A subcommittee of the state Sentencing Commission is working to create a process to allow certain individuals to be removed from the public sex offender registry.
After at least two attempts to reshape the law regarding people who have committed sex offenses, the General Assembly’s Incarceration and Collateral Consequences of Criminal Conviction Subcommittee will hear a presentation Thursday on two narrow proposals to create a path for people to get off the registry.
The proposals are in their infancy and likely will be altered several times before they go before the entire commission, said Alex Tsarkov, executive director of the Sentencing Commission. “We’ve been trying to do this for a very long time. It’s a tough topic to work with.”
It’s a safety issue that is playing out as a political issue, said Amber Vlangas, executive director of the Restorative Action Alliance, which advocates for victims of sexual violence and those who have been subject to “state violence” through probation and parole policies after conviction.
“We believe this perpetuates the cycle of violence,” Vlangas said of sex offender registries.
The registries create shame, isolation, and an inability for people to meet their economic needs which in turn creates instability and a greater possibility of reoffending, Vlangas said.
“What is going to make people safe? Stability,” said Vlangas, who is a victim of military sexual assault and married to someone who is on Connecticut’s registry. “We are in full support of providing a path off of the registries.”
But she also said she would like to see the final product before supporting the latest proposals.
Under the draft proposals that will be presented to the subcommittee Thursday, registrants would be allowed to petition the Superior Court to be removed from the public registry after 10 years. The court would hold a hearing for victims and prosecutors to provide input and the registrant would have to prove that they met all the requirements of their probation or parole and treatment during their time on the registry.
This option would allow people to seek to be moved from the public registry to the law enforcement registry, which can only be accessed by police and other criminal justice officials. The registrant and the state’s attorney would have the right to appeal the court’s decision.
The proposal also would expand the court’s authority to exempt registration requirements for people convicted of misdemeanors, the draft document said.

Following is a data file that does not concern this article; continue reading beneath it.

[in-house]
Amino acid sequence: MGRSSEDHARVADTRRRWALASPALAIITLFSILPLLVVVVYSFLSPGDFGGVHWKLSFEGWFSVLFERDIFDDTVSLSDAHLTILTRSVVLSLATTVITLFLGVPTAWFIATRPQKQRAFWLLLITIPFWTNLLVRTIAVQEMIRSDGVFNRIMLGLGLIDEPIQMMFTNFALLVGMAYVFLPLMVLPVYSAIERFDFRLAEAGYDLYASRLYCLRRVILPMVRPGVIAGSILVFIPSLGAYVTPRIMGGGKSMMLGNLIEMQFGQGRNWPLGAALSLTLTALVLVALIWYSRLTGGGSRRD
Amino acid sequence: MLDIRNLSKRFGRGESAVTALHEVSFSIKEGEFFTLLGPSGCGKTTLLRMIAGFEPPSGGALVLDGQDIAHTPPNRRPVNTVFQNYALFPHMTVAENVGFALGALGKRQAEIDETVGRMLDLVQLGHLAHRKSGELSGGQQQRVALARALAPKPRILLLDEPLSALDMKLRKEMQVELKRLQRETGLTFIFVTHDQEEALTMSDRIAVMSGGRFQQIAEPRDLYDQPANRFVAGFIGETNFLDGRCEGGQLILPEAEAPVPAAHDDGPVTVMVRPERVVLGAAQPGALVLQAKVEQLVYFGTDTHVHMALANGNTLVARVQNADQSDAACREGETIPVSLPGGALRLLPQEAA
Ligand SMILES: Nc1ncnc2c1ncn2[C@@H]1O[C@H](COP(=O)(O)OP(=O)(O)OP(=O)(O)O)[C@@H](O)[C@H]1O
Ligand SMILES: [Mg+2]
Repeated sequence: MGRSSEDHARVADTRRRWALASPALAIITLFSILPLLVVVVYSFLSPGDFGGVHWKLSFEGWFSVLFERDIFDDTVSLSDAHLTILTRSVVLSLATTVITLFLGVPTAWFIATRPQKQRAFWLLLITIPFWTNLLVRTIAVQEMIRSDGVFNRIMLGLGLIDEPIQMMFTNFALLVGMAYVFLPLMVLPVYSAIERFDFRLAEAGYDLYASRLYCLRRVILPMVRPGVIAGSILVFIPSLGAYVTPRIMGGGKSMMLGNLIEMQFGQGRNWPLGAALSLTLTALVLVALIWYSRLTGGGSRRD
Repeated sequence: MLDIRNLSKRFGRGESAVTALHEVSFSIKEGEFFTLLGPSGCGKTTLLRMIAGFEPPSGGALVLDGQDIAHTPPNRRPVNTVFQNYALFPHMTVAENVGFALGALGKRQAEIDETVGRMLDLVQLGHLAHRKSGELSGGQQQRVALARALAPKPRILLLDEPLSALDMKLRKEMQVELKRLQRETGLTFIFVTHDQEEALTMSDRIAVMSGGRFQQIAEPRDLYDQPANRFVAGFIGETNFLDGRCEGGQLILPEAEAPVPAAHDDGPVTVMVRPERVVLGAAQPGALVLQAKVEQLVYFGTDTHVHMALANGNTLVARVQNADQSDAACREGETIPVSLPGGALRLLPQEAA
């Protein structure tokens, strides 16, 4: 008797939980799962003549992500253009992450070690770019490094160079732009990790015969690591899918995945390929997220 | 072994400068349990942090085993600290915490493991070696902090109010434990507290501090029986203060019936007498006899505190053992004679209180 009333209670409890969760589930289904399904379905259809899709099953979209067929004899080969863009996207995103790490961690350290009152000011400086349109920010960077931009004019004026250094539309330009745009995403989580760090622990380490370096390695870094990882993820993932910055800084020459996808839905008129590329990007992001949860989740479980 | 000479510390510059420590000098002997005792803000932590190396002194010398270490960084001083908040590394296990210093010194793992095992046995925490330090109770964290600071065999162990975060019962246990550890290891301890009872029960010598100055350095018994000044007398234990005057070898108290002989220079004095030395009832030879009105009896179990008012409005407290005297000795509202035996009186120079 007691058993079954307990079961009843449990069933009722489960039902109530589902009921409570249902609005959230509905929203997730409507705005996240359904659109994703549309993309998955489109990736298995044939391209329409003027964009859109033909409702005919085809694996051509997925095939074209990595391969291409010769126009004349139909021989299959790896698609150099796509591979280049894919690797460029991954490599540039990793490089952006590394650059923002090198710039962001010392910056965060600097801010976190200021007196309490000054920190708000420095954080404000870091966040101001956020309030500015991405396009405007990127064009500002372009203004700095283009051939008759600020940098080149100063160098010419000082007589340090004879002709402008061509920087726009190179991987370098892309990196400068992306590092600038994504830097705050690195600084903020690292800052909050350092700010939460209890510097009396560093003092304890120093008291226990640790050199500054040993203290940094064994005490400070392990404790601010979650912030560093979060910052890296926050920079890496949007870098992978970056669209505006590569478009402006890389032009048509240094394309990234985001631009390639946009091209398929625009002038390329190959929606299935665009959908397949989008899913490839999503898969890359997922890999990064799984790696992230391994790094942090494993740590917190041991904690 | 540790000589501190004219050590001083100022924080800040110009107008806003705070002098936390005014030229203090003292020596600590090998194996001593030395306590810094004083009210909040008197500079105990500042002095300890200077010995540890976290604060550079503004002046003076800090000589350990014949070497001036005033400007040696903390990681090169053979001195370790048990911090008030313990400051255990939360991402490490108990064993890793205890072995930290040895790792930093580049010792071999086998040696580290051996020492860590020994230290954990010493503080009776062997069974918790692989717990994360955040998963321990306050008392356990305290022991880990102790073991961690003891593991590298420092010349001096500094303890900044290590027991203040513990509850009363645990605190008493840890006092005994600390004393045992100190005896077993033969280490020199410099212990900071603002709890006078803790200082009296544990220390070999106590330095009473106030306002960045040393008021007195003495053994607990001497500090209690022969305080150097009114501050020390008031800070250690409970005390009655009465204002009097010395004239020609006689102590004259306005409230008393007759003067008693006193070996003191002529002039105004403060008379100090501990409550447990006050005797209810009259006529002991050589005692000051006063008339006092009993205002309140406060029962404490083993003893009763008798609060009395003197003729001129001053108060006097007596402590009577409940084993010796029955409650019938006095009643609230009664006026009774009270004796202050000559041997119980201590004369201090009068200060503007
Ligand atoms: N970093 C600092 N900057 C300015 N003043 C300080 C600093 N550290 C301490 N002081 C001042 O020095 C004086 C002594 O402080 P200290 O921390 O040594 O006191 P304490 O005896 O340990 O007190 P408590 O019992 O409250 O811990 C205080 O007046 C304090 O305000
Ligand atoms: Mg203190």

A second proposal would allow people who were “grandfathered” onto the registry when it was created in 1998 to seek a hearing to be removed. This group of people was automatically placed on the registry even though when they were convicted or pleaded guilty, it didn’t exist.
It would also allow those who were placed on the registry after June 2022 to request removal. But as written now, it excludes individuals placed on the registry between 1998 and next year from seeking removal.
The proposals “both penalize a registrant’s inappropriate behavior and incentivize appropriate behavior,” the draft said. “To successfully petition, registrants must show by their conduct that they have reduced their risk to the community.”
Any proposal providing for a mechanism to allow people to be removed from the registry would have to be approved by the General Assembly.
In 2015, the legislature passed Special Act 15-2, which required the Sentencing Commission to research and develop proposals for reforming the state’s policies regarding sex offenders. The commission issued a report in 2017 detailing several proposals.
But so far no reforms to the state’s sex offender registry have been enacted, including proposed laws that were the subject of public hearings in 2018 and 2019. Those bills were much broader and included the creation of a Sexual Offender Registration Board.
That board would have been required to assess which people convicted of sex offenses should go on the public registry and also determine a registrant’s risk of reoffending. A 2019 version of the bill, SB 1113 was approved by the Judiciary Committee but never voted on by the Senate or House.
Tsarkov predicts that the subcommittee will seek input from various stakeholders, including victim advocates and groups like the Restorative Action Alliance, before sending their proposals to the full commission for review.
If the commission approves the proposals, it would then make a recommendation to change the law in time for the next legislative session, he said.